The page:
Guadalajara to the Pacific coast

Shutterstock/49456375/Elena ElisseevaThe state of Jalisco is the archetype of all that is 'Mexico'. This is where you'll find the town of Tequila, best known for its eponymous drink (also Mexico's best-known export); the lasso-swinging
charros
of Los Altos, the country's most cherished cultural icon; the swirling
Jarabe Tapatío
(Mexican hat dance) and the beautiful
chinas pobladas
who perform them; the Mariachis - roving musicians dressed in tight-trousered gala suits and massive sombreros of the 19th-century rural gentry; and further north, the world-famous beaches of Puerto Vallarta - the birthplace of mass tourism - and San Blas. All these originated in Jalisco and the nearby states of Colima and Nayarit.

Guadalajara is a huge, modern metropolis. But the 'pearl of the west' still has a magnificent and elegant colonial core with shady plazas, impressive colonial architecture, fine museums and the vast Mercado Libertad, to say nothing of its top-drawer modern malls, galleries, universities and parks. A short visit to the nearby famous craft centre suburbs of Tlaquepaque or Tonalá is rewarding. Take a boat ride on Mexico's largest lake, Lago de Chapala. Cool off in the pine forests around delightful, scarcely changed colonial towns such as Tula, Tapalpa or San Sebastián del Oeste.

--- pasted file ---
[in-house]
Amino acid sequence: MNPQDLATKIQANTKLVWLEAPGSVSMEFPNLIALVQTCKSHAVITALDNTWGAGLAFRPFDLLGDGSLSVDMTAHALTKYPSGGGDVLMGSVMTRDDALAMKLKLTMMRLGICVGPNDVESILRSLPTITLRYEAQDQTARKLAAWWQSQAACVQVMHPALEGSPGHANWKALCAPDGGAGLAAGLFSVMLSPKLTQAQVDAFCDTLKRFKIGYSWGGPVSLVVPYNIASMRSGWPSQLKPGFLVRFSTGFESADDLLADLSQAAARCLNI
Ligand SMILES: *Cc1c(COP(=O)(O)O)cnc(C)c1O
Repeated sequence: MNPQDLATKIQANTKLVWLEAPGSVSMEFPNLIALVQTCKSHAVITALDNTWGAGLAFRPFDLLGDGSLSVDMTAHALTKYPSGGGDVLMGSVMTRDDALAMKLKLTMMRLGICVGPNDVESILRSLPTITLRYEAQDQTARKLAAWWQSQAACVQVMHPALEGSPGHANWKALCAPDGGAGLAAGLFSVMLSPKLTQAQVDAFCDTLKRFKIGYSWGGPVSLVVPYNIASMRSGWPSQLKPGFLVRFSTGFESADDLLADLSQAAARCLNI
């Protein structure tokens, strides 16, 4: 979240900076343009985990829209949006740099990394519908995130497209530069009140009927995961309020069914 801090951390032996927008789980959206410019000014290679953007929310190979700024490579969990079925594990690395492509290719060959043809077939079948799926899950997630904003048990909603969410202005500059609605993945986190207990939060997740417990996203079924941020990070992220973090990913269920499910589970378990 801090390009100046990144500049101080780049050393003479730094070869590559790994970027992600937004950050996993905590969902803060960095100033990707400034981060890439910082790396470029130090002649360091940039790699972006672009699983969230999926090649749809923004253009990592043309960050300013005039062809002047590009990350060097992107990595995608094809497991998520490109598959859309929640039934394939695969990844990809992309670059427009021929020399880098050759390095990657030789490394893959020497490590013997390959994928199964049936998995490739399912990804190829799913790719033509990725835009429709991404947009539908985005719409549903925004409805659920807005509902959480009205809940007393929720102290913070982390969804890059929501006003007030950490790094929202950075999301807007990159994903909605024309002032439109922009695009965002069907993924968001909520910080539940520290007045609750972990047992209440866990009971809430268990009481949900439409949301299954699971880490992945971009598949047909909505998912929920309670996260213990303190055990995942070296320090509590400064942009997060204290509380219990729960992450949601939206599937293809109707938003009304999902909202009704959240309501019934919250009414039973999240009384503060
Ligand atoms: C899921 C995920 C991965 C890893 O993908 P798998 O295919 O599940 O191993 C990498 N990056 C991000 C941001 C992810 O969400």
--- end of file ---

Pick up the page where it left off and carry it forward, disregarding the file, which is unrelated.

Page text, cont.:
Jalisco is the gateway to the Pacific coast and the mega-resorts of Puerto Vallarta and its spin-off, Nuevo Vallarta, on the vast Bahía de Banderas. There are other beautiful and secluded beaches nearby. A few kilometres to the north await beautiful Bucerias and La Cruz de Huancaxtle. Further up, in neighbouring Nayarit state, sleepy San Blas is popular with surfers and birdwatchers. Away from the resorts, remote in the Sierra Madre Occidental, live the Cora and Huichol people, renowned for their stunningly beautiful
chaquira
beadwork and colourful
nierika
yarn paintings. In the western interior of Jalisco are several villages of pristine, colonial-era charm, nestled along the slopes of the Sierra Jolalpa and Sierra Tapalpa, whose legendary beauty is seldom seen by outsiders.

This is edited copy from Footprint Handbooks. For comprehensive details (incl address, tel no, directions, opening times and prices) please refer to book or individual chapter PDF
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